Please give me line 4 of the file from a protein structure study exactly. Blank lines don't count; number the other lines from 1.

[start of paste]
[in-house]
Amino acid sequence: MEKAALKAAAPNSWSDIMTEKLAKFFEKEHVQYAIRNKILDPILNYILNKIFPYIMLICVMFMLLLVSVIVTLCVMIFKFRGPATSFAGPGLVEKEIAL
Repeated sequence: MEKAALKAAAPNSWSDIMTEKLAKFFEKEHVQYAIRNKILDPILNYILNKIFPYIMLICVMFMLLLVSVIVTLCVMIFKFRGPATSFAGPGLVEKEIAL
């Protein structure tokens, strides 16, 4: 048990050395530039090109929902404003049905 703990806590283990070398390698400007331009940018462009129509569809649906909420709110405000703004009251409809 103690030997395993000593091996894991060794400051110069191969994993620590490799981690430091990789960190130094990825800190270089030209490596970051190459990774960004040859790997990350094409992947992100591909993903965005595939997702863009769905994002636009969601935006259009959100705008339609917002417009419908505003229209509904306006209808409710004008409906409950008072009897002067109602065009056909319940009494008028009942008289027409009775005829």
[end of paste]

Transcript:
């Protein structure tokens, strides 16, 4: 048990050395530039090109929902404003049905 703990806590283990070398390698400007331009940018462009129509569809649906909420709110405000703004009251409809 103690030997395993000593091996894991060794400051110069191969994993620590490799981690430091990789960190130094990825800190270089030209490596970051190459990774960004040859790997990350094409992947992100591909993903965005595939997702863009769905994002636009969601935006259009959100705008339609917002417009419908505003229209509904306006209808409710004008409906409950008072009897002067109602065009056909319940009494008028009942008289027409009775005829």